From: Rob Stewart (stewart_at_[hidden])
Date: 2005-08-02 20:23:44
From: "Pavel Vozenilek" <pavel_vozenilek_at_[hidden]>
> "Rob Stewart" wrote:
> >> Comparison between two "mores" would be
> >> disabled.
> > Why?
> if (more_than_half_of(a) >= more_than_half_of(b)) ...
> doesn't make sense.
It does to me.
Suppose a is the set of female students and b the male students.
Further suppose that >= compares grades. Then the expression
asks whether more than half of the girls got grades at least as
high as more than half of the boys.
> >> 7. Will it be possible to use other predicates than
> >> >, <=, etc in following form:
> >> if ( is_true_that(all_of(a), a_binary_functor, one_of(b)) ) ...
> >> where the functor could be lambda:
> >> if (is_true_that(all_of(a), _1 >= _2, one_of(b)) ....
> >> It feels more natural than the asymetric "do_comparison".
> > I agree with the asymmetry of do_comparison(), but is it
> > necessary to provide the additional predicate support?
> Yes. Forcing user to define == etc operators doesn't make
> good design and there could be many, many possible
> predicates for single class.
If you allow that, then symmetry cannot be guarranteed. There's
already a question as to whether the operators must be
symmetrical. I've posited that asymmetry will lead to confusion,
but many comparisons sound asymmetrical. Consider these two
none_of(a) == any_of(b) // 1
any_of(a) == none_of(b) // 2
1. Sounds like it should be true if none of the values in a equal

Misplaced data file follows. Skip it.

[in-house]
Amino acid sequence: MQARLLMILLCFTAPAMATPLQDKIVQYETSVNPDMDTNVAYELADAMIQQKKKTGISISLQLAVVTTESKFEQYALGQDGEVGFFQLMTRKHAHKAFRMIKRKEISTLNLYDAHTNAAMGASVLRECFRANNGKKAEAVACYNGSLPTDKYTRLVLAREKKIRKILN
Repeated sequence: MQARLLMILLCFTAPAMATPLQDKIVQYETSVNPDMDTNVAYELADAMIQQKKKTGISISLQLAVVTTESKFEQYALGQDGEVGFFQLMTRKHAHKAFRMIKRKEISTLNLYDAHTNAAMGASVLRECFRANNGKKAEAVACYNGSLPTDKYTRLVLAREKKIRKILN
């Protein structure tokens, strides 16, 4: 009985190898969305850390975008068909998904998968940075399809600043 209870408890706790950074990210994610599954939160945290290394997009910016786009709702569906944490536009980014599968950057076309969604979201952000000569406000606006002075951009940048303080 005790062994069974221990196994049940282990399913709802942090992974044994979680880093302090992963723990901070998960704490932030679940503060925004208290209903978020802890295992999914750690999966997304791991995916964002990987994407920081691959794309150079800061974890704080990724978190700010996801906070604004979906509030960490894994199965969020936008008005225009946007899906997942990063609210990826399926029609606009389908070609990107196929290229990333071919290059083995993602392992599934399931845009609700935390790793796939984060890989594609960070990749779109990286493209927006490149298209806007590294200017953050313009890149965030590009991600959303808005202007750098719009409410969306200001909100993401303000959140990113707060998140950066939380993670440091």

any value in b.
2. Sounds like it should be true if any of the values in a equals
none of the values in b.
Florian's notion of these operators, derived from Perl, is that
they are not symmetrical. To make expressions like 1 and 2
symmetrical, I've taken to swapping arguments depending upon the
combination of types, which means I'm forcing the symmetry.
Maybe I'm just off the mark and they should be allowed to be
> > Reasoning
> > over the result of using none_of() with a user-defined predicate
> > gets quite difficult when compared against an all_of() or other
> > junction/multivalue objects. Doing so against a single value is
> > much easier.
> Yes but the documentation should say what combinations
> are potentially dangerous.
Dangerous? Inefficient or useless, maybe, but dangerous?
> > I think "evaluate" is better than "is_true_that:"
> > if (evaluate(all_of(a), _1 >= _2, one_of(b))) ...
> People who also code in scripting languages with
> an "eval" function would get confused.
I was actually thinking of that when I wrote it. However, eval
usually has some value, though I think it is really just a status
code, not related to the expression being evaluated.
Perhaps we should consider a functional style:
if (compare(all_of(a), one_of(b), _1 >= _2))
if (compare(all_of(a), _1 >= _2, one_of(b)))
> > if (evaluate(all_of(a).where(filter1)
> > , _1 >= _2
> > , one_of(b).where(filter2)))
> > ...
> This may be also useful. Either specific filters for each side,
> or one common, or both or one or none.
For a common filter, you can just reuse it.
> > Nevertheless, the question arises whether all of this is
> > warranted. Indeed, if we support iterator pairs in addition to
> > ranges, there are other libraries that one can employ to do the
> > filtering, so this one doesn't need to.
> The filters could be lambdas. Result syntax could be smaller
> and easier to read then with another object (a filtering iterator).
That may be true, but I'm concerned about duplicating
functionality and, thus, limiting flexibility. I guess we just
need to be sure that this library interoperates easily with
filters created using the facilities of the other libraries.
-- Rob Stewart stewart_at_[hidden] Software Engineer http://www.sig.com Susquehanna International Group, LLP using std::disclaimer;